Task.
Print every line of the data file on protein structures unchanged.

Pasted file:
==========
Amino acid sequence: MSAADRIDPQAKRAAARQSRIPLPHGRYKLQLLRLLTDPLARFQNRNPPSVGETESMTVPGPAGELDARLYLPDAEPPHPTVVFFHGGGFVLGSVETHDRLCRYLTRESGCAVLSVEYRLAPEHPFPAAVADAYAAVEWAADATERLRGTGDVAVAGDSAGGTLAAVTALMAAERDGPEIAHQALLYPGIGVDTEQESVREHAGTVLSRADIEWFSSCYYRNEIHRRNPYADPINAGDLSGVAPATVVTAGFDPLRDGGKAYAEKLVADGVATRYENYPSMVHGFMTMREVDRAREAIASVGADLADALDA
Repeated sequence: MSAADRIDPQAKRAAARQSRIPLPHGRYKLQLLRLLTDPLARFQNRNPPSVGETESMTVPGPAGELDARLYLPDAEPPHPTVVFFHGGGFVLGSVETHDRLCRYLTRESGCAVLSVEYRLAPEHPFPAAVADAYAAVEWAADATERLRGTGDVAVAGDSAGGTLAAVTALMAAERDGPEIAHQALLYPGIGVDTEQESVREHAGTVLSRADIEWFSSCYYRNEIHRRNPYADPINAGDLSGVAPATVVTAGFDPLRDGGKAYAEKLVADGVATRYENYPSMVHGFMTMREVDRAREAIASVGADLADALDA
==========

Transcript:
Amino acid sequence: MSAADRIDPQAKRAAARQSRIPLPHGRYKLQLLRLLTDPLARFQNRNPPSVGETESMTVPGPAGELDARLYLPDAEPPHPTVVFFHGGGFVLGSVETHDRLCRYLTRESGCAVLSVEYRLAPEHPFPAAVADAYAAVEWAADATERLRGTGDVAVAGDSAGGTLAAVTALMAAERDGPEIAHQALLYPGIGVDTEQESVREHAGTVLSRADIEWFSSCYYRNEIHRRNPYADPINAGDLSGVAPATVVTAGFDPLRDGGKAYAEKLVADGVATRYENYPSMVHGFMTMREVDRAREAIASVGADLADALDA
Repeated sequence: MSAADRIDPQAKRAAARQSRIPLPHGRYKLQLLRLLTDPLARFQNRNPPSVGETESMTVPGPAGELDARLYLPDAEPPHPTVVFFHGGGFVLGSVETHDRLCRYLTRESGCAVLSVEYRLAPEHPFPAAVADAYAAVEWAADATERLRGTGDVAVAGDSAGGTLAAVTALMAAERDGPEIAHQALLYPGIGVDTEQESVREHAGTVLSRADIEWFSSCYYRNEIHRRNPYADPINAGDLSGVAPATVVTAGFDPLRDGGKAYAEKLVADGVATRYENYPSMVHGFMTMREVDRAREAIASVGADLADALDA